How Shared Savings are Calculated

Within the MSSP, ACOs choose one of four track options, each carrying different levels of risk and potential rewards for shared savings. Track 1 is “one-sided risk,” and ACOs are eligible to receive up to 50% of shared savings, without any risk of losing money if costs exceed CMS standards. Tracks 1+, 2, and 3 are “two-sided risk,” offering ACOs varying percentages of possible shared savings (up to 50%, 60%, and 75% respectively) if they meet the highest standards of quality performance. Two-sided risk arrangements also require ACOs to pay back money to CMS if costs exceed CMS defined thresholds (for a detailed comparison of track options, see TXCIN’s article ACOs and the Medicare Shared Savings Program). 

To calculate an ACO’s shared savings rate, CMS assigns points on a sliding scale associated with an ACO’s performance level for each quality measure (see Table 2). CMS awards ACOs up to two quality points per measure for exceptional performance, reaching the 90+ percentile benchmark (except for measure ACO-11 which is double-weighted, and measures ACO-27 and ACO-41 which are combined). Each domain is scored separately, and to find the percentage of quality CMS divides the points earned by the number of points possible in each domain and multiplies by 100. Each domain affects the overall quality score equally, so CMS adds the domain percentage totals together and divides by four. This overall quality score is multiplied by the track’s maximum savings rate to arrive at the ACO’s adjusted total shared savings rate (see Table 3). Clearly, the higher ACOs can score in each domain, the more shared savings they will receive overall.

In years two and beyond, ACOs can see an even greater increase in shared savings through quality improvement, because CMS takes into account not only the attainment of quality measures but also the improvement in performance over time. When calculating an ACO’s overall quality score and final shared savings rate, CMS rewards ACOs that demonstrate improvement in performance from previous years by giving them a Quality Improvement Reward of up to four additional points per domain (total points earned in a domain cannot exceed the total possible points for a domain). These additional points would be added to the point total for each domain and divided by the points possible to achieve a higher domain percentage, thus, an overall higher shared savings rate.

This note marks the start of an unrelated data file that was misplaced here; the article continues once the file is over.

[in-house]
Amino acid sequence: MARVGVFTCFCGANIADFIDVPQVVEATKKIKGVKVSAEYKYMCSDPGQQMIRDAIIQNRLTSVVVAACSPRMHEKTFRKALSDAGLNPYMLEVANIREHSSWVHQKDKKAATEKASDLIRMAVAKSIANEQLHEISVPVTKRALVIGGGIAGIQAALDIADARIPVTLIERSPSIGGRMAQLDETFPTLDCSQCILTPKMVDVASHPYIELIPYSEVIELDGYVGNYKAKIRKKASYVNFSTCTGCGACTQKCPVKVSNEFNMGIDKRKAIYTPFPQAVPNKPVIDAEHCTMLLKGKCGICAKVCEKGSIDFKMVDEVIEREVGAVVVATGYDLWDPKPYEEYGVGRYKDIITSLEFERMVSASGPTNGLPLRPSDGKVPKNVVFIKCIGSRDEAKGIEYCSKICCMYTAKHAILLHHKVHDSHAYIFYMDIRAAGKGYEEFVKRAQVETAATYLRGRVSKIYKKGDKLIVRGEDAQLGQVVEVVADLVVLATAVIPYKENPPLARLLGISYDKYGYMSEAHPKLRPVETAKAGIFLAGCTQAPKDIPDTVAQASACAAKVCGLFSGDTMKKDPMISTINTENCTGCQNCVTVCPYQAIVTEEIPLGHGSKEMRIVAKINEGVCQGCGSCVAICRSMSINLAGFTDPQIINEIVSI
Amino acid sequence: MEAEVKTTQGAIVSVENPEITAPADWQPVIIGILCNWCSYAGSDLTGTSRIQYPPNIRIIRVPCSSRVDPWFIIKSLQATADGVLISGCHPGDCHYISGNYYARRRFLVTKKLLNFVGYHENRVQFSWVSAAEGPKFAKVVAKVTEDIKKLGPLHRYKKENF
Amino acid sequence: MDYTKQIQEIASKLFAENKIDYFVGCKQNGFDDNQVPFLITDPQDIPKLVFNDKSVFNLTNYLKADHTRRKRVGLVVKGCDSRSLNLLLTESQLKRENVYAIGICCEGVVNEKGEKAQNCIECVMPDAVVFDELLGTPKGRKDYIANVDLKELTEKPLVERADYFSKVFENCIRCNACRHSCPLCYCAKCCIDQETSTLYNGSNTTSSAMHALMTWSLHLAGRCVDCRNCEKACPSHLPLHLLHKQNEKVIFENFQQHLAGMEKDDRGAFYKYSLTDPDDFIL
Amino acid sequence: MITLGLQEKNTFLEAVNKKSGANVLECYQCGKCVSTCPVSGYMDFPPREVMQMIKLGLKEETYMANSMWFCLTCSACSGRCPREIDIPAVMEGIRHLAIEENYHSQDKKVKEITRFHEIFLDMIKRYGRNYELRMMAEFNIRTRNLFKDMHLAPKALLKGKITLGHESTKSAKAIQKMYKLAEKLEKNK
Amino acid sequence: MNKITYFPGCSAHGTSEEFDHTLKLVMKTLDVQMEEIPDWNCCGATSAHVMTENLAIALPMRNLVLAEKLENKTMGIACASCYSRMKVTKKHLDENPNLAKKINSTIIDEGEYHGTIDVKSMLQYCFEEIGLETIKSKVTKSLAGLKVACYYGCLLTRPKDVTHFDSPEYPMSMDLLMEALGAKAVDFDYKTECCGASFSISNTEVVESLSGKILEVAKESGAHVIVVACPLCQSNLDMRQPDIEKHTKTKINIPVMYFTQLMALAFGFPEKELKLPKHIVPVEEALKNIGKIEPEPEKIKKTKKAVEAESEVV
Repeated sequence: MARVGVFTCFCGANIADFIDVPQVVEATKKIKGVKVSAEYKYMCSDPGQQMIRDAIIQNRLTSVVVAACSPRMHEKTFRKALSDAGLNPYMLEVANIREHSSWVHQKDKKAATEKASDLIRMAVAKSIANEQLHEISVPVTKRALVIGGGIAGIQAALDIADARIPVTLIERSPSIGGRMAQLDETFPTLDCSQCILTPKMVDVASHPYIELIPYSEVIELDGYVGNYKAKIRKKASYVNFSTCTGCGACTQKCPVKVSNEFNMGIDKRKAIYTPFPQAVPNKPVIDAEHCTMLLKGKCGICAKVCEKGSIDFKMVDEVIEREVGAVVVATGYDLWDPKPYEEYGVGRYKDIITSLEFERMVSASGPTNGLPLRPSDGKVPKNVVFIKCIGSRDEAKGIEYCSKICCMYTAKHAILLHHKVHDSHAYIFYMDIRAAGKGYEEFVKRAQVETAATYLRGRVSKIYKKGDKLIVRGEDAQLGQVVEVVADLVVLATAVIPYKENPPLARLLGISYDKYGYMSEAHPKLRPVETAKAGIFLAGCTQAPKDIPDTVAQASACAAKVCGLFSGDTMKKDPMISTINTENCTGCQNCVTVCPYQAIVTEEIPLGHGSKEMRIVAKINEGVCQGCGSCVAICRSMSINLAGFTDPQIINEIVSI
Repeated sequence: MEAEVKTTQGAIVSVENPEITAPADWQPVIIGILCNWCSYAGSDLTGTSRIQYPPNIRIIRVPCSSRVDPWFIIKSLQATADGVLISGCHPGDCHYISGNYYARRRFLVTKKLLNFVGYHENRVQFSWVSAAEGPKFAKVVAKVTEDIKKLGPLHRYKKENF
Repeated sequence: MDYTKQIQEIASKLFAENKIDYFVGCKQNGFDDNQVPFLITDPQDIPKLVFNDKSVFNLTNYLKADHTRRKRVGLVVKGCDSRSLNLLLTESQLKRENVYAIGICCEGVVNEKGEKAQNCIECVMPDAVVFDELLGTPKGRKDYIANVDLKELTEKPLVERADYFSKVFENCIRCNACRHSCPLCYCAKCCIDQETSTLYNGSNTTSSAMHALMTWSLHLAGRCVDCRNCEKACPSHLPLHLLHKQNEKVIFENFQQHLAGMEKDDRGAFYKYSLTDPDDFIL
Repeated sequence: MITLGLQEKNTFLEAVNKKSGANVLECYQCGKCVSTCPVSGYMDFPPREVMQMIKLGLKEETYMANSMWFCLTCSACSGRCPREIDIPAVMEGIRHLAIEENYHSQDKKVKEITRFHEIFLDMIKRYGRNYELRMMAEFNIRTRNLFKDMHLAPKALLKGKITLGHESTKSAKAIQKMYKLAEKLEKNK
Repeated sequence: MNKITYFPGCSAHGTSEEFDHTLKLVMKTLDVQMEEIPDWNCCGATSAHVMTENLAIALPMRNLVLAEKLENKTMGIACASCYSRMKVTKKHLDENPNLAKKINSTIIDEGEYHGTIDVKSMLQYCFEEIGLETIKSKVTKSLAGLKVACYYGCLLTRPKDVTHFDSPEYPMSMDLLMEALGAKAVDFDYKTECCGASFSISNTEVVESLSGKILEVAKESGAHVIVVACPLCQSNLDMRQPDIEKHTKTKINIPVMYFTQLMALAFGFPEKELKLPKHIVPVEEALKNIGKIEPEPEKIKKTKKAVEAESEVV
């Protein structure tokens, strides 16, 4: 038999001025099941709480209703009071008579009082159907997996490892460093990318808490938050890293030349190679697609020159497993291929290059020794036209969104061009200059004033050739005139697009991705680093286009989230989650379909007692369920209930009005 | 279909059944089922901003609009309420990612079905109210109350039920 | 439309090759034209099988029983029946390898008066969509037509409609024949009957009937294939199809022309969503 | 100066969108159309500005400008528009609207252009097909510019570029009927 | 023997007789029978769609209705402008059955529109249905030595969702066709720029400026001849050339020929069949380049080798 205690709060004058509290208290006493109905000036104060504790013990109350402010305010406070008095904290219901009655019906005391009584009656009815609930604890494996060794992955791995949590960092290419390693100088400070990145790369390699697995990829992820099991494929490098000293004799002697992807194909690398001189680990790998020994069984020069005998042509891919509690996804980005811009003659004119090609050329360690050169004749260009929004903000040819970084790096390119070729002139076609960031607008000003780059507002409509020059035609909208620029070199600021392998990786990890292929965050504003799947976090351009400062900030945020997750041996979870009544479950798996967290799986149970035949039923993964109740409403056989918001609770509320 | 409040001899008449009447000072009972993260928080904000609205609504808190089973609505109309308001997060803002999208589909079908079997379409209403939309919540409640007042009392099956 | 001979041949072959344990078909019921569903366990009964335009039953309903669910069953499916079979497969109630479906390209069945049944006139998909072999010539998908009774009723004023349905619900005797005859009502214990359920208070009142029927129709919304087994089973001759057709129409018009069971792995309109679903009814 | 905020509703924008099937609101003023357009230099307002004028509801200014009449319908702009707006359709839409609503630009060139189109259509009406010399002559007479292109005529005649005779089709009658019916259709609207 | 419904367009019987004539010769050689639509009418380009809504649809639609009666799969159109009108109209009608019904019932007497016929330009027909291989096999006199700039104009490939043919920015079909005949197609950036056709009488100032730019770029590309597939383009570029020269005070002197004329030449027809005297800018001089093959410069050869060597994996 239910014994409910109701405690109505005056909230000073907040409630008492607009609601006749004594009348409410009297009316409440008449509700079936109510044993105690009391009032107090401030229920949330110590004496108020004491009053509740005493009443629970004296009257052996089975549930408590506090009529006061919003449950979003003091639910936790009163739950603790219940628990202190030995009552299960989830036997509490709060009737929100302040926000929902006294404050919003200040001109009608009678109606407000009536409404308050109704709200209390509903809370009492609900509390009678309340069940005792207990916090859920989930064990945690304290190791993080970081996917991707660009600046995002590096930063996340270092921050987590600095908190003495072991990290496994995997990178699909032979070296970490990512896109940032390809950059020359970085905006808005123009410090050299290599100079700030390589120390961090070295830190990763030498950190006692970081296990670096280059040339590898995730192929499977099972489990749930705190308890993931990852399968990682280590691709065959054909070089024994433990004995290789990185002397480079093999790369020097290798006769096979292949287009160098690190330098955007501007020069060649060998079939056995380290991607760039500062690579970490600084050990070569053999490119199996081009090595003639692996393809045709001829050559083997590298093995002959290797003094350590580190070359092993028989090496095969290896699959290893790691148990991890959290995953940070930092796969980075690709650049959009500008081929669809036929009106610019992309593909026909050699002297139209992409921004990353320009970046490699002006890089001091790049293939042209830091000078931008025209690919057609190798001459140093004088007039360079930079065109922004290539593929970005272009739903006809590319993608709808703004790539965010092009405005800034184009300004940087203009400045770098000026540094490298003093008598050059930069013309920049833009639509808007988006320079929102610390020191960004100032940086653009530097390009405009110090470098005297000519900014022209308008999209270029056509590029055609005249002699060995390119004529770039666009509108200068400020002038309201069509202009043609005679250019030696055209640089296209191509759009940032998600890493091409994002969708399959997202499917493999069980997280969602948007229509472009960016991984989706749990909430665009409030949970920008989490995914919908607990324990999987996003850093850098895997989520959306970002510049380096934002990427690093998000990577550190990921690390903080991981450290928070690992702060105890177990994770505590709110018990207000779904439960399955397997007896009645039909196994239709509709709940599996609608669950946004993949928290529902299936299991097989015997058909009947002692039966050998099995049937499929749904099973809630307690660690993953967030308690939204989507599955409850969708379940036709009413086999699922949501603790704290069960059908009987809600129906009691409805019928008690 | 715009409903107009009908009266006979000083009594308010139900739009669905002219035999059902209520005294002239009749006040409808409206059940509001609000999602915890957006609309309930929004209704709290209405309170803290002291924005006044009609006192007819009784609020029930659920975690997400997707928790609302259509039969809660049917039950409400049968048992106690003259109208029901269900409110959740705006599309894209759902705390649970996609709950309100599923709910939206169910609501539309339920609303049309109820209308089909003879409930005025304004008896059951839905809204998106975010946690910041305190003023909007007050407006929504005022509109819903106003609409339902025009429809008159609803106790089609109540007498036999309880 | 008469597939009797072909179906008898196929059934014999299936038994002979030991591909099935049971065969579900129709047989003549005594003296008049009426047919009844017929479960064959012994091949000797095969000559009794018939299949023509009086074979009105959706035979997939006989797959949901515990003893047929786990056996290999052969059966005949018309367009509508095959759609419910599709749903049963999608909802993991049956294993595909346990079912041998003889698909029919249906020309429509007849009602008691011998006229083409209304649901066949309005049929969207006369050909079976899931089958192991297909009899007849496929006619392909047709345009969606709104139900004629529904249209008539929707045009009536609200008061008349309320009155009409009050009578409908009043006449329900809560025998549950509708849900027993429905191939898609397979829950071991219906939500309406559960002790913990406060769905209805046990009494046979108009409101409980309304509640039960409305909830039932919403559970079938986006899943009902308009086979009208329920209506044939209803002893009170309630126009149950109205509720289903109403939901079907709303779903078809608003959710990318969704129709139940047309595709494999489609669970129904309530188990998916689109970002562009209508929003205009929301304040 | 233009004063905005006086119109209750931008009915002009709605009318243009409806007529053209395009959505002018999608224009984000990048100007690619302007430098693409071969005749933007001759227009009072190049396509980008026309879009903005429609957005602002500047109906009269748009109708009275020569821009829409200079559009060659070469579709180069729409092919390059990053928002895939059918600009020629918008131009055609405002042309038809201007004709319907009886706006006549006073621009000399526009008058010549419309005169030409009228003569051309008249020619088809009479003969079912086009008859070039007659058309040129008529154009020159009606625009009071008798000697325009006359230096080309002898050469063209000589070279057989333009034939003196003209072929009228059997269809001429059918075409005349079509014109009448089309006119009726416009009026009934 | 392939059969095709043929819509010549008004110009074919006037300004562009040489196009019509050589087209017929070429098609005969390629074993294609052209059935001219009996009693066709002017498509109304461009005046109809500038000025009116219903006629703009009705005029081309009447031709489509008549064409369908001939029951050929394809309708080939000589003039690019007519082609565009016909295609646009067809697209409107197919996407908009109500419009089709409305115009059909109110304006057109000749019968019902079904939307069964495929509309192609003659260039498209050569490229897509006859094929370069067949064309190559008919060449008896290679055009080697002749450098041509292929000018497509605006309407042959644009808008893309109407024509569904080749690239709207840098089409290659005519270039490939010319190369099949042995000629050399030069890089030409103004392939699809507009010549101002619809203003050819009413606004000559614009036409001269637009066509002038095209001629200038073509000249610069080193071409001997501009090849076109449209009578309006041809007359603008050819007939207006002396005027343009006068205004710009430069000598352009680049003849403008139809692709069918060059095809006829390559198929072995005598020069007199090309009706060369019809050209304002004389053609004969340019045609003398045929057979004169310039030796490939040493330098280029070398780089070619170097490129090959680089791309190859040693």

The level of ACO performance on quality measure attainment and improvement over time has a significant impact on an ACO’s total shared savings rate. ACOs must focus on scoring high on quality measures, as well as cutting costs, in order to receive the greatest amount of shared savings. By successfully focusing on the quality of patient and caregiver experience, care coordination and patient safety, preventive health, and clinical care for at-risk populations, ACOs will set the course for sustainable value-based healthcare, and they can see significant financial rewards for their efforts.


North Texas Clinically Integrated Network, Inc. (dba TXCIN) is a non-profit ACO that began in late 2014. A small group of independent physicians aligned to initiate clinical integration and value-based contracting. Partnering with RevelationMD and its state-of-the art information platform, TXCIN has become the largest independent network of physicians in North Texas.


CMS. “Medicare Shared Savings Program: Quality Measure Benchmarks for the 2018 and 2019 Reporting Years, v1. December 2017.” 

CMS. “Quality Measurement and Reporting Kickoff.” CMS. April 11, 2017.

Eddy, David M. and Roshan Shah. “A Simulation Shows Limited Savings from Meeting Quality Targets Under the Medicare Shared Savings Program.” Health Affairs. November 2012.

DHHS. “Medicare Shared Savings Program Accountable Care Organizations Have Shown Potential for Reducing Spending and Improving Quality.” Office of Inspector General. U.S. Department of Health & Human Services. August 2017.

Gardner, Paul. “How Quality Will Affect Shared Savings.” Leavitt Partners. January 30, 2014.